The mental models of Chinese tech
On the reflexivity of fengkous
This newsletter took longer than I anticipated to write, but better late than never. I’m writing this edition from a quarantine room in China, just like the very first edition of the newsletter. Life has a strange rhythm, doesn’t it? Anyway, It’s good to see you again.
For the past few months, I’ve gone native amongst the public market analysts.
I started by replacing the Patagonia, Arc'teryx and Common Project with premium mediocre business normcore but kept my Oura ring. Some status signifiers are too ingrained to yield. Once there, I followed the locals’ lead. I dropped ‘crushing it’ and ‘dude’ from my vernacular but stuck with ‘unit economics’ and ‘TAM’. One can’t be seen to be too familiar.
Progress has been steady. I ingrate myself by name-dropping W. Brian Arthur and Mauboussin to assure others of my intellectual credentials. My banal rants around valuations and inflation went over well. I’m hopeful there’s brokered common ground around Matt Levine. It is too soon to mention memes. Perhaps it will always be.
There have been close calls. One careless question left me cornered in a conversation about asset turnover ratios. I was on the verge of blowing my cover. After ruling out the possibility of fleeing while shouting ‘I like stonks’, I decided to take the tried-and-tested British route of ambiguous passive aggressiveness. “That is fascinating,” I replied, looking my challenger in the eye. But I couldn’t hold the stare. I lost the fight but lived to see another day.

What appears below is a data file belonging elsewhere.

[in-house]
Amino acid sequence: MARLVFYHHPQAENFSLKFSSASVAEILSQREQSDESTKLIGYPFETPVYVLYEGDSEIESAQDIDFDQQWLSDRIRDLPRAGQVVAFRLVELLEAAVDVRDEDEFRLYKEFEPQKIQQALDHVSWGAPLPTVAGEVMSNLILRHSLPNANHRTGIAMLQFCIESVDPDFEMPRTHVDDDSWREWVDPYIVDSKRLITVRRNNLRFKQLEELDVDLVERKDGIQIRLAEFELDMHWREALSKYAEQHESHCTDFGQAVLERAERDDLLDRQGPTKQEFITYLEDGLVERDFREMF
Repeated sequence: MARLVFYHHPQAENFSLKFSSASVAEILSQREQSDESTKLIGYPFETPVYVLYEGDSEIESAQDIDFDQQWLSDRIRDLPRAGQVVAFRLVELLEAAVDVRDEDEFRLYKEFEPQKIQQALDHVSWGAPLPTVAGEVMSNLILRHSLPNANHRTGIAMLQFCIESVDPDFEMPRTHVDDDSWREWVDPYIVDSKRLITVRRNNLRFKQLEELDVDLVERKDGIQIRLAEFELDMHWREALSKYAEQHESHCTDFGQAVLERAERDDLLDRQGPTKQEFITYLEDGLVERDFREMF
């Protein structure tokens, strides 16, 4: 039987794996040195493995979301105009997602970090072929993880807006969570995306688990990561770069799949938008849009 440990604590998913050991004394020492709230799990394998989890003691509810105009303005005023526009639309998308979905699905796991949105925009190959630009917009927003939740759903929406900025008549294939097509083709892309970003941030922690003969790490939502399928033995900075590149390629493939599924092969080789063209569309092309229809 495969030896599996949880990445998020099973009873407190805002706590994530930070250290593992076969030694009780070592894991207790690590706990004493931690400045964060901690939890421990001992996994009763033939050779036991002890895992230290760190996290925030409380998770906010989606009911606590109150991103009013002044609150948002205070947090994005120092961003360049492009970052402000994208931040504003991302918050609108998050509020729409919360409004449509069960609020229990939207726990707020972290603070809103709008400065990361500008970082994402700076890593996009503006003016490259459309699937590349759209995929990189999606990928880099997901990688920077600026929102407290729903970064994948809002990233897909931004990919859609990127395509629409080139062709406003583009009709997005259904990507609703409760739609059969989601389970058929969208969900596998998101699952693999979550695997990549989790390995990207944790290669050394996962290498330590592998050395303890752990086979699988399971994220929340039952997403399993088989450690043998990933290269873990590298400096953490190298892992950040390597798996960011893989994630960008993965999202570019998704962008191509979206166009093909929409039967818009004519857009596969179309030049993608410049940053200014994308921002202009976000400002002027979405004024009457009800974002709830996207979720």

Amongst my new tribe, I noticed a consistent fascination with mental models. The public market analysts revel in this strange delicacy. Mental models pepper casual conversations along the hallway, creep up in investment memos and take root as soon as they are uncovered.
It got me to reflect on a few things. Firstly, how mental models are used; secondly, the types of mental models that shape Chinese tech’s reality; and thirdly, how this came to be.
Used one way, mental models are algorithms that reveal patterns and insights in the world. Like algorithms, the refinement and evolution of models happen when they are run on new batches of data. We stop using models when they prove to be inadequate maps for the territories we’re navigating. Levelling up mental-models-as-algorithms requires knowing how to systematically find new data sources and adjust and adopt models to suit one’s purpose.
Used another way, some mental models are narrative framings that define and amplify a certain set of outcomes. Once mental models are adopted as our perception filters, they implicitly become guiding forces for our actions. Models move from being descriptive to prescriptive and accelerate various path dependencies. Call it reflexivity or viruses of the mind; once mental models take hold, they act as agents unto themselves.
What a man sees depends both upon what he looks at and also upon what his previous visual-conceptual experience has taught him to see. In the absence of such training there can only be, in William James’s phrase, “a bloomin’ buzzin’ confusion.” - Thomas Kuhn, Revolutions As Changes Of World-View
With its unique starting conditions, the Chinese tech ecosystem is a feast for the student of mental models. As I wrote in the Annual reflections of 2020, China is a land of scarcity mindset relative to Silicon Valley’s abundance world view. Most mental models used in the harsh mirror world are extreme variants of what we’ve seen in the West. Then there are those that have captivated the ecosystem so entirely that they’ve shaped an era.